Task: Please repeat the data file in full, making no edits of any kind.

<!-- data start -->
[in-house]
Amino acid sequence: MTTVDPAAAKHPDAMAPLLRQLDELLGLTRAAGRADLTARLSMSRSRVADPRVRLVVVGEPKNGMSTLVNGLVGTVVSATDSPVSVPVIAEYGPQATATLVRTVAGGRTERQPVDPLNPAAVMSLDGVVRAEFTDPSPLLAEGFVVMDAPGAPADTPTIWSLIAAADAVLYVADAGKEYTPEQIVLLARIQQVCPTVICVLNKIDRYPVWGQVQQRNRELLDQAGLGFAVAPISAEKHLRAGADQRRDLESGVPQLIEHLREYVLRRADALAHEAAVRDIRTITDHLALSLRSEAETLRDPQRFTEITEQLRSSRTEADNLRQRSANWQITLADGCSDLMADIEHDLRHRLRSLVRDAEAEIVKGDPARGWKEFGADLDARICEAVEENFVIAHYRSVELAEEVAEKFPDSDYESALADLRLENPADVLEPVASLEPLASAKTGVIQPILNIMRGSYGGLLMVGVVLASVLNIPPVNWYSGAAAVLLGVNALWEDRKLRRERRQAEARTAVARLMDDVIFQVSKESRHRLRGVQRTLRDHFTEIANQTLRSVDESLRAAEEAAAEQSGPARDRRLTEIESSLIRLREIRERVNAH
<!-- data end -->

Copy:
[in-house]
Amino acid sequence: MTTVDPAAAKHPDAMAPLLRQLDELLGLTRAAGRADLTARLSMSRSRVADPRVRLVVVGEPKNGMSTLVNGLVGTVVSATDSPVSVPVIAEYGPQATATLVRTVAGGRTERQPVDPLNPAAVMSLDGVVRAEFTDPSPLLAEGFVVMDAPGAPADTPTIWSLIAAADAVLYVADAGKEYTPEQIVLLARIQQVCPTVICVLNKIDRYPVWGQVQQRNRELLDQAGLGFAVAPISAEKHLRAGADQRRDLESGVPQLIEHLREYVLRRADALAHEAAVRDIRTITDHLALSLRSEAETLRDPQRFTEITEQLRSSRTEADNLRQRSANWQITLADGCSDLMADIEHDLRHRLRSLVRDAEAEIVKGDPARGWKEFGADLDARICEAVEENFVIAHYRSVELAEEVAEKFPDSDYESALADLRLENPADVLEPVASLEPLASAKTGVIQPILNIMRGSYGGLLMVGVVLASVLNIPPVNWYSGAAAVLLGVNALWEDRKLRRERRQAEARTAVARLMDDVIFQVSKESRHRLRGVQRTLRDHFTEIANQTLRSVDESLRAAEEAAAEQSGPARDRRLTEIESSLIRLREIRERVNAH